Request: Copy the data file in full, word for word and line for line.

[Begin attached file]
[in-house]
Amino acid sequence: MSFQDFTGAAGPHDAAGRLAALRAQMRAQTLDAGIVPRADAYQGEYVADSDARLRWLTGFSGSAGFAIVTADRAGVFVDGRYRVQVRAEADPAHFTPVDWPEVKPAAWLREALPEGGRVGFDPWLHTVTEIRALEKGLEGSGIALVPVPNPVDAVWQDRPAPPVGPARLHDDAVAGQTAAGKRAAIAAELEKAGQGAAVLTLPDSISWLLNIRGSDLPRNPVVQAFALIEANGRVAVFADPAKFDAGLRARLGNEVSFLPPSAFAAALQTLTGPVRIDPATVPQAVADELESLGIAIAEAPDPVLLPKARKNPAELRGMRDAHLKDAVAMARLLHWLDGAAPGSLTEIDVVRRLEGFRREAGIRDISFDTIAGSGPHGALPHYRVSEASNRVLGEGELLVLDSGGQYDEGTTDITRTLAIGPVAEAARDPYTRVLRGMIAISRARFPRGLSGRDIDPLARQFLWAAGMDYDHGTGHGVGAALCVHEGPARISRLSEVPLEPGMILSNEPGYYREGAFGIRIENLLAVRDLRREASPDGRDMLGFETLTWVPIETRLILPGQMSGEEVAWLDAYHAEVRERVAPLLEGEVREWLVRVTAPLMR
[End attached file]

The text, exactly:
[in-house]
Amino acid sequence: MSFQDFTGAAGPHDAAGRLAALRAQMRAQTLDAGIVPRADAYQGEYVADSDARLRWLTGFSGSAGFAIVTADRAGVFVDGRYRVQVRAEADPAHFTPVDWPEVKPAAWLREALPEGGRVGFDPWLHTVTEIRALEKGLEGSGIALVPVPNPVDAVWQDRPAPPVGPARLHDDAVAGQTAAGKRAAIAAELEKAGQGAAVLTLPDSISWLLNIRGSDLPRNPVVQAFALIEANGRVAVFADPAKFDAGLRARLGNEVSFLPPSAFAAALQTLTGPVRIDPATVPQAVADELESLGIAIAEAPDPVLLPKARKNPAELRGMRDAHLKDAVAMARLLHWLDGAAPGSLTEIDVVRRLEGFRREAGIRDISFDTIAGSGPHGALPHYRVSEASNRVLGEGELLVLDSGGQYDEGTTDITRTLAIGPVAEAARDPYTRVLRGMIAISRARFPRGLSGRDIDPLARQFLWAAGMDYDHGTGHGVGAALCVHEGPARISRLSEVPLEPGMILSNEPGYYREGAFGIRIENLLAVRDLRREASPDGRDMLGFETLTWVPIETRLILPGQMSGEEVAWLDAYHAEVRERVAPLLEGEVREWLVRVTAPLMR